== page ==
Southington couple opens coding school in Cheshire



CHESHIRE — The uses and the sophistication of computers have both changed enormously since Brian Kernighan and Dennis Ritchie published their seminal book on writing code, “The C Computing Language,” back in 1978.

Today, we can use code-based applications to monitor sleep patterns and count calories. We can watch videos produced by top filmmakers or random pranksters, promote businesses, invest and invent money, play games, even write and read newspaper articles. Software powers everything from satellites to kitchen appliances to wastewater treatment plants.

As Vaishali Shah puts it, “Everything is driven by computers — email, software, text messages — and with the growth of artificial intelligence systems, the future will be more dependent on coding than ever.”

She and her husband Chirayu Shah have now brought students in Cheshire the option of personalized learning in the art and science of writing code, at the aptly named The Coder School, now open in the Watch Factory Shoppes.

Per The Coder School’s main website, there are now over 50 locations open across the country, and each is independently owned and operated. After opening locations in Farmington in 2018 and Glastonbury in 2019, the Shahs, who make their home in Southington, decided Cheshire would make a great third location. A grand opening took place on Dec. 17 and an official ribbon-cutting ceremony is scheduled for Jan. 19 at noon.

The response so far, Vaishali says, has been great and demand for classes strong.

Her record of success in launching and running the prior two Coder School locations, in Farmington and Glastonbury, won her recognition in Hartford Business Journal’s “40 Under 40” feature for 2022. Although she admits that she’s learning more about the business side of things as she goes, Vaishali truly believes in the importance of her work and what it can do for students.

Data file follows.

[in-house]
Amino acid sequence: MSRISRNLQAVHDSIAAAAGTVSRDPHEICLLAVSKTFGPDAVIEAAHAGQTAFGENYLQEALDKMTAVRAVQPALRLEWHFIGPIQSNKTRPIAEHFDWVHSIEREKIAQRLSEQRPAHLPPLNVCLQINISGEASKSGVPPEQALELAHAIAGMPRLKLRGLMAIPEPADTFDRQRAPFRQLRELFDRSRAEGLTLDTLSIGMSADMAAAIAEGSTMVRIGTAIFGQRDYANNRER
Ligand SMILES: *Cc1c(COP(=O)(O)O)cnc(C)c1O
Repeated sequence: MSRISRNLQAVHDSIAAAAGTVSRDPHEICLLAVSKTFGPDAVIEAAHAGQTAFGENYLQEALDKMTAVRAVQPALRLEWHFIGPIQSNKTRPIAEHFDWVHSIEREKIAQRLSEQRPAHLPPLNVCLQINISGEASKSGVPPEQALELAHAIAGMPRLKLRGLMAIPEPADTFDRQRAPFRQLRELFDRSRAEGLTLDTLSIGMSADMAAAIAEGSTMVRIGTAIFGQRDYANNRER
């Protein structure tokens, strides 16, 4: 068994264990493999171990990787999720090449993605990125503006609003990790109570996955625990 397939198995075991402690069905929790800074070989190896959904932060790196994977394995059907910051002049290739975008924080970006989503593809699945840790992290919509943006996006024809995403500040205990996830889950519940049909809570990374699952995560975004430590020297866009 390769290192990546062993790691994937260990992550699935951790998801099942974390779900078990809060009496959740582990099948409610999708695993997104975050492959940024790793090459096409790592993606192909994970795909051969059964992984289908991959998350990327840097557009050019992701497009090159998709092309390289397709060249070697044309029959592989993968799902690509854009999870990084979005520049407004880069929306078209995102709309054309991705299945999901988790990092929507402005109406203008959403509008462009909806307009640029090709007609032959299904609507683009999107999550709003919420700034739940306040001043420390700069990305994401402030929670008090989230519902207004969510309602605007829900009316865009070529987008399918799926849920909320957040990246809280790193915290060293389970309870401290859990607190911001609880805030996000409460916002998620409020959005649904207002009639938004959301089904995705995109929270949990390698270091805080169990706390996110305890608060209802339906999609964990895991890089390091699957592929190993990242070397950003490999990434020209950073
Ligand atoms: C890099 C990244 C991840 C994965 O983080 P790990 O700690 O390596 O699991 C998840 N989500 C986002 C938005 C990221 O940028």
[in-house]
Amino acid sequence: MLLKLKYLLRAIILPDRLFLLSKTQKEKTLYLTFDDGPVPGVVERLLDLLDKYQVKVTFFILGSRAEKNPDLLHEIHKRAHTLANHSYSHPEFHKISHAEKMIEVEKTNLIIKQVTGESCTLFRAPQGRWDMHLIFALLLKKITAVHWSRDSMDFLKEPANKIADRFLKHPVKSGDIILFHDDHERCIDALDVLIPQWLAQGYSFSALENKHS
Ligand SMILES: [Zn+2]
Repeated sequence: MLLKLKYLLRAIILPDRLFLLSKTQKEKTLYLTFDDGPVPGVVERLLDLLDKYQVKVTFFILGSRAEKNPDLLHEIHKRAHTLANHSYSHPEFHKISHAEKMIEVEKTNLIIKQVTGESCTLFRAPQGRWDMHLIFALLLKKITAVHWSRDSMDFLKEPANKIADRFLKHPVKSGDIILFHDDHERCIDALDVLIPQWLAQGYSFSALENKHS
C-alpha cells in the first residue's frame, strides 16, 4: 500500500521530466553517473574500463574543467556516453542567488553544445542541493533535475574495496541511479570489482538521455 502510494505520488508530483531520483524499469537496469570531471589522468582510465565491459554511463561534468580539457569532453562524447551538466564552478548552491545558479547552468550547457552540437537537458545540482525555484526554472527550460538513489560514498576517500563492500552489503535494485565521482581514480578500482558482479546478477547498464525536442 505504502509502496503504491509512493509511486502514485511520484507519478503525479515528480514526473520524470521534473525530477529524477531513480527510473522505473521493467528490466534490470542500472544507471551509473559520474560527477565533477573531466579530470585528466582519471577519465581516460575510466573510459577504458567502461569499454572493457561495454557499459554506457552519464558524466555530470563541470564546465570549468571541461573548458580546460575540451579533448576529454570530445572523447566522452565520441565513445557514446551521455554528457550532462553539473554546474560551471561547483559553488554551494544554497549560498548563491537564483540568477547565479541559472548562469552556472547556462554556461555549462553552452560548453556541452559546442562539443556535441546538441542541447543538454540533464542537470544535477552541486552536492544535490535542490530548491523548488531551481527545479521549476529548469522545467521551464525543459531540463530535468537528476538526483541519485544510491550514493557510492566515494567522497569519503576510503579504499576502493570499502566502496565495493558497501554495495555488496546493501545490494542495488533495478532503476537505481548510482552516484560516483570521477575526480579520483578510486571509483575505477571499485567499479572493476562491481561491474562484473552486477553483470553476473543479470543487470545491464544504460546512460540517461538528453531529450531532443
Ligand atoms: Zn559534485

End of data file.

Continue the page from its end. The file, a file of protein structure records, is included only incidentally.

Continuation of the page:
The Shahs, who met during their college days at UConn, were looking into options in tech instruction for their own young son when they came across The Coder School. To be considered for a franchise, the Shahs traveled to San Francisco to meet with the CEO and learn more about the potential. What they learned during that meeting and in the time since, has them convinced of the importance of the skills taught at The Coder School, and that the instruction model works.

“Coding will just be like — if it is not already — knowing how to read, write, and do math. Just as those subjects are taught in school, coding should be as well,” Vaishali stated. “It is a skill that everyone will need to know the basics of.”

Vaishali’s career started in the field of radiation therapy and although she has pivoted to business administration, coded software also powers the technology in that medical field.

Chirayu is a Project Operations Manager who works with one of ESPN’s main apps, ESPN+. Although he didn’t write the code for the app, he sees first-hand how coding technology is used to enhance the customer experience for the product.

Each school has a staff of between six and eight instructors, “who will make recommendations based on age. A 7-year-old starting with C++ is likely not going to happen, so you have to keep it realistic,” explained Chirayu, who also points out that the instructors can be flexible with lessons. “If a student looks confused or something, we’re going to adjust.”

The languages available include Scratch, a graphics language developed at the Massachusetts Institute of Technology (MIT) that offers a good starting point for beginners. Other available options include such key languages as Javascript and Python.

Lessons take place for an hour per week, and can be either semi-private or in a classroom setting, but The Coder School’s preferred ratio is two students to an instructor.

Students and parents can track their progress through the use of assessments.

Chirayu sees coding as an important basis for education, even if a student doesn’t end up in a computer science profession. “The way we look at it is, even when you don’t end up making a living from it or actively using it, having a baseline understanding of coding is a big part of the modern economy and it’s something employers are looking for,” he said.

Vaishali is even more blunt in her assessment of why coding matters. “Coding is the essential skill for the future.”



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